If we have these things, there is the potential for creating a long-lasting connection that would protect the life and security of a child. And if you don't want children? I can't imagine there being a disadvantage to being ABLE to provide security for a child, even if you don't want one.

Everything here is vital to an individual human life. To a partnership. Or the health of a community.

When abortions like "Hancock" come out, it is glaringly obvious (from my perspective) that something has gone very wrong. The consistency with which it "goes wrong" when the films deal with black or Asian males, strengthens my belief that there is a core, essential cause that can be isolated and examined like a pathogen.

This isn't about "are white people racist?" "are men racist?" or "Is America a racist country?" I feel the need to say this over and over again, because I don't want o be misunderstood. It is about the universal human instinct toward tribalism, and the way it manifests in our purchasing patterns.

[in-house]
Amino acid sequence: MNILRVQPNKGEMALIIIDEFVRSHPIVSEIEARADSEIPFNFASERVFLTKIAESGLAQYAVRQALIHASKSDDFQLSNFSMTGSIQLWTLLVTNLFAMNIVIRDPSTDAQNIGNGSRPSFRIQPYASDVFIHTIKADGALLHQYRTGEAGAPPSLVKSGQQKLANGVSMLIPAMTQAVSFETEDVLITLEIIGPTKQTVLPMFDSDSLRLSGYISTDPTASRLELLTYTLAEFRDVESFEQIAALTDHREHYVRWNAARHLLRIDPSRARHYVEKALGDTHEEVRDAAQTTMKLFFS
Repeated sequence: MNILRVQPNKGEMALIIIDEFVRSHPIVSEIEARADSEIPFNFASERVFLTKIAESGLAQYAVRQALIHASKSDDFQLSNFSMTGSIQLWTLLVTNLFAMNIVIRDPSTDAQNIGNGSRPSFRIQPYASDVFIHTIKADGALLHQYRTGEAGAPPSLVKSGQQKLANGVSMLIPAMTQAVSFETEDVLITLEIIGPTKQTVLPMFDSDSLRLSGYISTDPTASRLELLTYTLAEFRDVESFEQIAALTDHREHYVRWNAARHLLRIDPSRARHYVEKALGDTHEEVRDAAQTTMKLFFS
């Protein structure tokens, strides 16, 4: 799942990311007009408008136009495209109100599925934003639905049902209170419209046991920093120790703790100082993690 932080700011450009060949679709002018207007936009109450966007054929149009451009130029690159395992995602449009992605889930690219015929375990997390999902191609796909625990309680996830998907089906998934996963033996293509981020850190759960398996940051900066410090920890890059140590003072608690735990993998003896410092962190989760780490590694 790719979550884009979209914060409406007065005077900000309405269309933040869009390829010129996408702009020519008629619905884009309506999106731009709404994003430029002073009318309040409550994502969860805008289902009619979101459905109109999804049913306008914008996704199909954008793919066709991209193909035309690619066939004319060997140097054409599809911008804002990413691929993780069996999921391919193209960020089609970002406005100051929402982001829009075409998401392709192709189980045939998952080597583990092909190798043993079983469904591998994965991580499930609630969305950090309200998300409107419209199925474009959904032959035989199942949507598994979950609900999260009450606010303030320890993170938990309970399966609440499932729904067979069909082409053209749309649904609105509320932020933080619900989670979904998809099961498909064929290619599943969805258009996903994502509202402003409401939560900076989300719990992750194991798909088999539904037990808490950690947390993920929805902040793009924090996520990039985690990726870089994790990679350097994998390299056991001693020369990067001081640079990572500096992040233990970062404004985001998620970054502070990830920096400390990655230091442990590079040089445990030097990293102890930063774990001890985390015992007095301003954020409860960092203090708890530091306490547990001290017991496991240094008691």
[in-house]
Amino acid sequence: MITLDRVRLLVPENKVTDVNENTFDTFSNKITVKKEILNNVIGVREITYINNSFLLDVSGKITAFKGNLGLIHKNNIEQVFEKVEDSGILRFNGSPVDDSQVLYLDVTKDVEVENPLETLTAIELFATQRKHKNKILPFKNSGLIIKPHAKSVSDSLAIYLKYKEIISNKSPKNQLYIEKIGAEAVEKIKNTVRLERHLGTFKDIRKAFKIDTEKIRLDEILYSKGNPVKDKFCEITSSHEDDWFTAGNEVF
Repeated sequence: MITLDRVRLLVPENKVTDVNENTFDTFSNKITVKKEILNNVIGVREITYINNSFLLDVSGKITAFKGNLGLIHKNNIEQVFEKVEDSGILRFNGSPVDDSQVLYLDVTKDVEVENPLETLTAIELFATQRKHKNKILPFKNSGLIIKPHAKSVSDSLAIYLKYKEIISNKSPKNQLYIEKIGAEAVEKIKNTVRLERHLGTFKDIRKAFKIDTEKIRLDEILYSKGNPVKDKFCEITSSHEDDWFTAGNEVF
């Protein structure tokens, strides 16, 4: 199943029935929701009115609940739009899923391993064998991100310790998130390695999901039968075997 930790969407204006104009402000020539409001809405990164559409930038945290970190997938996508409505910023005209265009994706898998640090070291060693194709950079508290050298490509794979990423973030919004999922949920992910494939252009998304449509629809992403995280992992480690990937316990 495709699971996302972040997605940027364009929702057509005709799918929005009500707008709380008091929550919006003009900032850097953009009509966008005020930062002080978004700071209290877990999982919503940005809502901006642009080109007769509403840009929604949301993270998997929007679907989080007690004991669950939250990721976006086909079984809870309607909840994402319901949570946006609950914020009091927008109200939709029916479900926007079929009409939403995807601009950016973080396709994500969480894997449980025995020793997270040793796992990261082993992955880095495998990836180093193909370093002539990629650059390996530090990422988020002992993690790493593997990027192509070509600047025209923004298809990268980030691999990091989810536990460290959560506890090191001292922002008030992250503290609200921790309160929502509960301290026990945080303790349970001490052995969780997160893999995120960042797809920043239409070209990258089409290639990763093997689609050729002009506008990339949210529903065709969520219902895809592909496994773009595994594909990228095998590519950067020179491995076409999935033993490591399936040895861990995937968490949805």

In a classic science fiction story, "The Screwtape Solution", aliens trigger an atavistic response in human beings so that men kill women. If you disrupt the breeding patterns of a species, you can destroy the species. The aversion to watching mating behavior in members of a group you are in competition with is the unconscious expression of just such a drive, and we must be very careful of it.

What could they have done in Hancock to save it?

1) Cast a Latina. History has proven that casting a Latina opposite a black man offends far less than casting a blonde white woman...or, oddly enough, casting a black woman.

2) Have Theron's character not actually married to the PR guy. Girlfriend, or fiancee, perhaps. People still would have been uncomfortable , but not quite as much.